Godzilla vs. Kong: A Blockbuster Battle For The Ages
Screening provided by Universal Pictures
Words By Arnel Duracak
“MonsterVerse finally has a film that, for the most part, feels like it’s about the monsters”
High concept monster films all share the same problems: they spend too much time with one-dimensional human characters, their plots go astray, and there’s not enough monster for your buck. In director Adam Wingard’s Godzilla vs. Kong, we still experience some of those first two problems, but there’s no shortage of monster packed action. In fact, by taking two of the most iconic monsters in cinemas history and cramming them into a shared space on the screen, Wingard has actually made a film worthy of the Kaiju/monster genre, and it makes for an entertaining two hours at the cinema.
The events of the film take place post Kong: Skull Island (2017) and Godzilla: King of the Monsters (2019) as Godzilla is awoken from his slumber by a strange energy emitting from, you guessed it, human activity. As the monster brings unease following a three year hiatus, APEX industries CEO, Walter Simmons (Demian Bichir), tasks Dr. Nathan Lind (Alexander Skarsgard) with finding a stronger source of power emanating from deep in the Earth to better understand these titans and where they come from. On the other spectrum is Kong, who finds himself disgruntled and encased (literally) on Skull Island as Dr. Ilene Andrews (Rebecca Hall) tries to figure out a more lasting solution for him. What follows is Lind’s suggestion to use Kong to lead a search party into the Earth’s centre where he can help them track this source of energy, and in the process find himself returned to his long lost homeland.
There are a lot of plot holes that emerge from this expedition, but its main purpose in the wider narrative of the film is to have Godzilla and Kong lock horns — and that is exactly what happens. The battle sequences in the film are quite frankly some of the crispest on the big screen and they do justice to the films title. From a battle out in the ocean to your classic city destruction sequence, there’s no shortage of Godzilla and Kong. When these sequences do arrive, the monsters themselves look remarkable, particularly Kong and the attention that was given to his fur both when it is dry, wet, and covered in snow. Wingard has definitely found his groove on the action side of things for this film and it comes as a welcome change for him following his long spell in the horror genre. There are evident callbacks to the Kaiju films of the 80’s particularly in the vibrant colour scheme of the final city battle.
Jia and Kong in Godzilla vs. Kong
It feels as though the incorporation of the two monsters was able to cut out most of the tedious filler that comes with the human characters, though some of it did seep in there. For instance, the whole ‘exposing APEX’ storyline involving Madison Russell (Millie Bobby Brown), Josh Valentine (Julian Dennison), and Bernie Hayes (Brian Tyree Henry) seemed intent on explaining complex plot points in a simple way or just serving as a narrative thread that we could cutaway to every once in a while. If one recalls Godzilla: King of the Monsters, there was no shortage of dispensable characters and drab dialogue. The title, Godzilla vs. Kong, doesn’t sell the film as something that will focus on the injustices of tech corporations and what happens behind closed doors — there’s plenty of films like that (see Jurassic Park series or Robocop). Rather, it’s about a rivalry that stems generations with the film hinting at the history behind Godzilla and Kong’s haste for one another. Sure, the operations at APEX do play a part in the films action induced third act, however I would have loved to gain a greater sense of the lore behind the Godzilla and Kong rivalry as opposed to the attention given to human error and naivety when it comes to dealing with forces beyond our control.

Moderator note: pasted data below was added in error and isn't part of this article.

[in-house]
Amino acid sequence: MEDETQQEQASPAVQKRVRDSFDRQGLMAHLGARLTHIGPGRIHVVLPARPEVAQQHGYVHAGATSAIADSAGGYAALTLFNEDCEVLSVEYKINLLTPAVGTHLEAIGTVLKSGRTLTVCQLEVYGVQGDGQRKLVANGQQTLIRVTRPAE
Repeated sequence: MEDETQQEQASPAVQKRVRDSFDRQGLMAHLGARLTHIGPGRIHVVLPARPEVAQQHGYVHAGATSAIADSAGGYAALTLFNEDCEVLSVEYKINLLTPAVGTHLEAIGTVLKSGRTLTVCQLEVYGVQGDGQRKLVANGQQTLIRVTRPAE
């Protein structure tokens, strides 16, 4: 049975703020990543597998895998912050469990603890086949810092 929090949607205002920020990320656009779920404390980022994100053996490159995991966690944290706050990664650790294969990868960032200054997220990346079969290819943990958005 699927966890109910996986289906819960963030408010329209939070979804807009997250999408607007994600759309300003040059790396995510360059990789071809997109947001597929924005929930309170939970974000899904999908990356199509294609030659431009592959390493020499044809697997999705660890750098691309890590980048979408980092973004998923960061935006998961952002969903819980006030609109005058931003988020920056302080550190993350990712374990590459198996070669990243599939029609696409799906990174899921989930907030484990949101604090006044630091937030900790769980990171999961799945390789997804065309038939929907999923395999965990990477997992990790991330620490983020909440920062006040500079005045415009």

Fortunately for Godzilla vs. Kong, the absence of dialogue when these two behemoths are on screen makes for a more engaging experience in that glorious CGI than if it had been the other way around. When it comes to the visual effects, this is a film that relies heavily on them and it makes those aforementioned sequences quite riveting at times. With a budget of $160—$200 million, there is no surprise in that regard. What is even more remarkable is the soundscape of the film which will leave your eardrums in an oddly satisfying disarray. From the long silences in the lead up to an act, to the sudden screams and echoes of the act itself, the emphasis on the vocality of the monsters packs a punch and helps provide a more visceral experience.
Godzilla and Kong are the centrepieces of this film and that’s what makes it work. Sure the side characters and the loose plotting feels like space that could have seen more monster action, but at least this film is Godzilla and Kong’s film, even if mankind is the real enemy here. Legendary Entertainment’s MonsterVerse finally has a film that, for the most part, feels like it’s about the monsters.
Godzilla vs. Kong opens nationally today, the 25th of March 2021
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